Columbia Journalism Review
Public media operations—and loyal listeners—are expected to put up a fierce fight against potential funding cuts.
[Commentary] A spectre is haunting journalism—the spectre of solidarity. For ages the idea of reporters banding together against a common adversary has seemed thoroughly alien to the character of American journalists.
[Commentary] In the end, what kind of change did Edward J. Snowden bring about? In the realm of privacy protection, not much—at least so far.
A Breitbart new editor called the publication he recently joined “the most innovative and exciting source of journalism in America”, calling out mainstream media bias and inaccuracy while accepting no similar responsibility for the misleading and
[Commentary] The 2016 Presidential Election shook the foundations of American politics.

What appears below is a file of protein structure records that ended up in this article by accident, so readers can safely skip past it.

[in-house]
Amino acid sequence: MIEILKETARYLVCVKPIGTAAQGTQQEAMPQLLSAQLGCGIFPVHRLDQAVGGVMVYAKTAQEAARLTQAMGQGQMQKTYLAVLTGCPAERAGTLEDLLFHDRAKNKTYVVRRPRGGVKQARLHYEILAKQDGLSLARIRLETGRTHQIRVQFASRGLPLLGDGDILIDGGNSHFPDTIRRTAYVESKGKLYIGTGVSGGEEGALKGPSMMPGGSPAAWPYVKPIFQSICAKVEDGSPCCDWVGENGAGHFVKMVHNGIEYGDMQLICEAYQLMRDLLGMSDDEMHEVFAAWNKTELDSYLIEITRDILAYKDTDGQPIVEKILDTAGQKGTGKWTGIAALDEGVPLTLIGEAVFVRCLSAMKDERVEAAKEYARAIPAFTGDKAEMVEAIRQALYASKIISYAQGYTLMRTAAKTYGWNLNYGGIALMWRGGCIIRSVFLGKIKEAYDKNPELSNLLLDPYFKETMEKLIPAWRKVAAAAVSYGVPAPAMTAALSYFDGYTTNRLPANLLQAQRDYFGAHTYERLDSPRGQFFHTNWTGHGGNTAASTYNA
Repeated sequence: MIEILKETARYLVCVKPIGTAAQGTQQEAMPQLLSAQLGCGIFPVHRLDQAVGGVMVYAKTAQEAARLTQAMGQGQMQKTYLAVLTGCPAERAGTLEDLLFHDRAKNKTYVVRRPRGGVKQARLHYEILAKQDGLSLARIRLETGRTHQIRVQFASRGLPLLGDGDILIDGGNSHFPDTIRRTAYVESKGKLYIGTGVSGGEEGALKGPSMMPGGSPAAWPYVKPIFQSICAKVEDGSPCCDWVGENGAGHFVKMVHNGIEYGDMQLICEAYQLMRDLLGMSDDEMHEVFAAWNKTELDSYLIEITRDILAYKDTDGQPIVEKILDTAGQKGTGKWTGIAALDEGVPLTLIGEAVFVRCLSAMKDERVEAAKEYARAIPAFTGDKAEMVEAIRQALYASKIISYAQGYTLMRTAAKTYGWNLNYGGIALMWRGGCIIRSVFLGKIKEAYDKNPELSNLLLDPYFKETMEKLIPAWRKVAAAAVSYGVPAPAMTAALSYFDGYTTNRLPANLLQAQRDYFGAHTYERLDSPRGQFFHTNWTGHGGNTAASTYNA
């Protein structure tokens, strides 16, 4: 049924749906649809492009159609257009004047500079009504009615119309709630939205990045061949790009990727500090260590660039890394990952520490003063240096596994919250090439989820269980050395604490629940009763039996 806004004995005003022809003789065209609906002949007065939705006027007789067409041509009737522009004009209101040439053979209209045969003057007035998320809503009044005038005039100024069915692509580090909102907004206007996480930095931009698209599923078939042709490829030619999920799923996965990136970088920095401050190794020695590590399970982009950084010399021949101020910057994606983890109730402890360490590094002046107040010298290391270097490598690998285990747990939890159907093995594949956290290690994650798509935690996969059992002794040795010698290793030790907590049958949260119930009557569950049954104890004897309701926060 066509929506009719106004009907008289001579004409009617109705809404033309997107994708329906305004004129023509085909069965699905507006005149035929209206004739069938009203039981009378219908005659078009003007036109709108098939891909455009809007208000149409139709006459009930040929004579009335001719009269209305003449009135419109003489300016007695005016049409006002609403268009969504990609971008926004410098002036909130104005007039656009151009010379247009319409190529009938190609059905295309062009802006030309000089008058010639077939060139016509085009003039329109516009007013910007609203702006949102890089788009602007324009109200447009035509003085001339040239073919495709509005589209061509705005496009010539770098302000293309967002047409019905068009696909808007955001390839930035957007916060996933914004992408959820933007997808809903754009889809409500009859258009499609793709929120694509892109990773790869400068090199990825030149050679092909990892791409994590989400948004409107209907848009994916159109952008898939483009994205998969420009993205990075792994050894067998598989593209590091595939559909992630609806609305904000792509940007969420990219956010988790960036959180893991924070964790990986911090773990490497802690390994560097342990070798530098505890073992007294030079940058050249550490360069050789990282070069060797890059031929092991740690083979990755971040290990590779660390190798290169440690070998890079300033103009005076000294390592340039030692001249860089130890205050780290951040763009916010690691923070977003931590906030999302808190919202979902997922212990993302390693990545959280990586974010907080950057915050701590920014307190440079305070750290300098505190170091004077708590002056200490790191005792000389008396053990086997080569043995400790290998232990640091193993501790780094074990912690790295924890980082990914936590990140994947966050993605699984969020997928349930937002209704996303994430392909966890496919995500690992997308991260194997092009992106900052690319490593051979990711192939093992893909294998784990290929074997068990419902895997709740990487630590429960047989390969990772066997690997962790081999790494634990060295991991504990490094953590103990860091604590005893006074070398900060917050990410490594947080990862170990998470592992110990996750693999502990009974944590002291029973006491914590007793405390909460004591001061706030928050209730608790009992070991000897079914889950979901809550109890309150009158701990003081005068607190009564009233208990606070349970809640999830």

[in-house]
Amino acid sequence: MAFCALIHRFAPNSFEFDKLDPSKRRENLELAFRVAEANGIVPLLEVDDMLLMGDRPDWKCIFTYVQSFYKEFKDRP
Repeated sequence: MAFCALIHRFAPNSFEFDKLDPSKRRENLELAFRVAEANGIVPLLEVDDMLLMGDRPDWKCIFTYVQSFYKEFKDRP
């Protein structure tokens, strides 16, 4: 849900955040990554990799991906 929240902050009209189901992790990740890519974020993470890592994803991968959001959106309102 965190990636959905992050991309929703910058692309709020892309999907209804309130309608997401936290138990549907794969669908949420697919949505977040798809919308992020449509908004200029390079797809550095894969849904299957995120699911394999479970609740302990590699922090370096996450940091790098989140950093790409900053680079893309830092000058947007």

The 2016 Presidential election, which upended voters, journalists, politicians, and special-interest groups, was remarkable for a number of reasons—not least Trump’s unconcealed contempt for the press, whose role was challenged again and again on
[Commentary] The White House’s vicious attacks on the press and the often-timid response from journalists stem from the fact that, as a business, the press at this moment couldn’t be more exposed: Most of the biggest media companies in the country
A Q&A with attorney Floyd Abrams, who represented the New York Times in the 1971 Pentagon Papers case and went on to become America's leading First Amendment litigator.
[Commentary] Around the world, media outlets are taking millions of dollars from private donors and foundations in order to pay for news.
Here are four steps newsrooms are taking to boost diversity:
Design fellowship, internship, and classroom opportunities geared towards people of color.
Open up new pipelines for talent.